The Toronto Portraits - Alison S. M. Kobayashi
Alison S. M. Kobayashi, 24 years old. Bloor and Lansdowne.
It's incredible what you can find at the back of a thrift store in Mississauga. A beaten up Dan Brown novel...a set of glow in the dark forks...'Men in Black' on VHS...or an old answering machine tape. Alison Kobayashi found an answering machine tape that had belonged to a man named 'Dan Carter'...it changed her life forever.
"The 'Dan Carter' tape was the first one I found. After that it became compulsive; I'd just go to one thrift store after another and take all the tapes from the machines. I was just so surprised no one would erase them."
A native Mississaugan, Alison now resides in the west end of Toronto. After dabbling in theatre through High School, she decided to enroll in University as a communications major.
"I took a silk screening class as an elective one year, and my professor convinced me to switch into fine art. I went from learning about the historic significance of the printing press to working on one"
In 2006 she turned the thrift store tape into a video project. 'Dan Carter' is structured around the messages left to Dan by his saucy lover, his social worker, and his neglected children. Alison plays all the characters and lip-syncs their suburban drawls into the camera; it's a bravura performance. She has chameleon-like ability to slip into other peoples skin; after seeing it the first time I couldn't surmise if Alison was male or female.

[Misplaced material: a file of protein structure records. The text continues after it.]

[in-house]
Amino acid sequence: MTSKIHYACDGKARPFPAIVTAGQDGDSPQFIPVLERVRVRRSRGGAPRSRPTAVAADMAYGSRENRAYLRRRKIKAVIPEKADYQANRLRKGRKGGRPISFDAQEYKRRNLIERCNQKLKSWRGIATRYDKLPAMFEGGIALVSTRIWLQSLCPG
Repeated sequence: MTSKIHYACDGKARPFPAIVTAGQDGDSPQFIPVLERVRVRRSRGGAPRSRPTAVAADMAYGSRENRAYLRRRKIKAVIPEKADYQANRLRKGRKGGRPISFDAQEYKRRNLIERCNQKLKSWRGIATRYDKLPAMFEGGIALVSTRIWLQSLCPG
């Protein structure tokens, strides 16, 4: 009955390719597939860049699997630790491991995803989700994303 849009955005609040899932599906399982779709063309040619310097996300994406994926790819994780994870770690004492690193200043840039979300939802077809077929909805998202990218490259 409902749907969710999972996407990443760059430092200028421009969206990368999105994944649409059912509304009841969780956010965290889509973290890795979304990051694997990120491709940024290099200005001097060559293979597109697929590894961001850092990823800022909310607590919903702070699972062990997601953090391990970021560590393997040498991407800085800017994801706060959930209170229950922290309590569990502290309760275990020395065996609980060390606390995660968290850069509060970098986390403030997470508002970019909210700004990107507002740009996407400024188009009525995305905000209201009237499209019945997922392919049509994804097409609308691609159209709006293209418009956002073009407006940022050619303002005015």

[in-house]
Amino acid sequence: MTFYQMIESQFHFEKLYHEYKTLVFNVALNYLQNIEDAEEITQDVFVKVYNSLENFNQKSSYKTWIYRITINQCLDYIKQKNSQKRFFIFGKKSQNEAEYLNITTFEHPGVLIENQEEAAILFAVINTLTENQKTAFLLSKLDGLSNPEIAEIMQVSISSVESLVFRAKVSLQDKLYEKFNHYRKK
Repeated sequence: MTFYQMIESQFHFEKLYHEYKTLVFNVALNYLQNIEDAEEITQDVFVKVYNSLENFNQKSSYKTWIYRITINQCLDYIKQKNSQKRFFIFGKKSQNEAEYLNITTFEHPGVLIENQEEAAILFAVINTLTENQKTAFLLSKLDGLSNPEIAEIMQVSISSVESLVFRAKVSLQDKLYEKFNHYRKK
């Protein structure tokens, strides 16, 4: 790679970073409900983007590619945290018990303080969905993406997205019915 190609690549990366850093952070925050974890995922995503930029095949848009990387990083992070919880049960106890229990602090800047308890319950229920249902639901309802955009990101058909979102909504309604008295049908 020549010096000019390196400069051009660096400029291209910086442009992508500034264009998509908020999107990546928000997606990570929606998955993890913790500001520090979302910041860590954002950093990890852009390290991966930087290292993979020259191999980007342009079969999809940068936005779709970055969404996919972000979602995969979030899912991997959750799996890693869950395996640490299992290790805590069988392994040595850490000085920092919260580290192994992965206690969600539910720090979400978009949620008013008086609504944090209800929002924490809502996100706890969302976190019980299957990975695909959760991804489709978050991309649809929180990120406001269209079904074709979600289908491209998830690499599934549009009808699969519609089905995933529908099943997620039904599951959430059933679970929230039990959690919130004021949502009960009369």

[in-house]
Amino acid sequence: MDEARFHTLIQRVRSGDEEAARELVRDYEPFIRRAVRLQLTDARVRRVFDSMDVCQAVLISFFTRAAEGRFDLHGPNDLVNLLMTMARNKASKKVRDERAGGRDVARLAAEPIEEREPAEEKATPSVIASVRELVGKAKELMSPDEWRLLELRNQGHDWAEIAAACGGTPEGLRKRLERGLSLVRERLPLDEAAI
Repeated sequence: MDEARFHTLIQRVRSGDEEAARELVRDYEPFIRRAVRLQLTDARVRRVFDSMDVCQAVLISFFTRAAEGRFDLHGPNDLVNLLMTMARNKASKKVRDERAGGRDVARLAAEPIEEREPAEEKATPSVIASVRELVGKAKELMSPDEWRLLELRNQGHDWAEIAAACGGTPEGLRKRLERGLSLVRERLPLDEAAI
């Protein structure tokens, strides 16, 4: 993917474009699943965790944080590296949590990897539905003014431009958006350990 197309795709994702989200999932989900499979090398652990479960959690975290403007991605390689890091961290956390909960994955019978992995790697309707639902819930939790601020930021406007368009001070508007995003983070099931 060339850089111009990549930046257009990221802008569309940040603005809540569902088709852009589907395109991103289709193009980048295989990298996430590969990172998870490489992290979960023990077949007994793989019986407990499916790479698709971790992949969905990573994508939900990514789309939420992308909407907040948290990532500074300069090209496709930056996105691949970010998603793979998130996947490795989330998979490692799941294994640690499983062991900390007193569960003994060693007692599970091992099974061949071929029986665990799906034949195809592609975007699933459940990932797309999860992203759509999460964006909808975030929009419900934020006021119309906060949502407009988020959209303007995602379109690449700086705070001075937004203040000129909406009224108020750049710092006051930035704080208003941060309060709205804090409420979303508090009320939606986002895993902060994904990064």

'Dan Carter' was followed by another film festival hit, 'From Alex to Alex'. Based on a letter she found on a QEW overpass, it tells the story of a 'mostly gay' fourteen year old who's fallen for another person in their class named Alex.
"It was folded up and it just said 'From Alex to Alex' on the front; I love the gender ambiguity of the names. One person I showed it to was convinced it was about two lesbians, but I interpreted it as being about two boys. The things that set me off was a line about giving head, the shame the author feels, the handwriting."
Alison doesn't use a crew on her motion pictures; she does everything herself. A self-styled 'control freak', it's incredible what she's been able to pull off on her own.
"When you work with other people, it's just so planned. There's a zoom in 'From Alex to Alex' that was done by a six year old; I couldn't do it because I was on camera. If you see a painting, you don't ask 'who painted that with you?' It's a visual art mentality."
She's working on a new video now; though this one decidedly fictional. Her obsession with thrift stores has waned; if she finds another story on a scrap of loose paper it'll be purely accidental.
"I don't want to be that girl who just works with found objects. If I stayed with silk screening I never would have done the films. There's a lot of pressure for artists to do the same thing that audiences have reacted to strongly before; I want to challenge myself."
The Toronto Portraits profiles a young, dynamic Torontonian, each week in a different neighbourhood.
Photos by Mr. Robin Sharp
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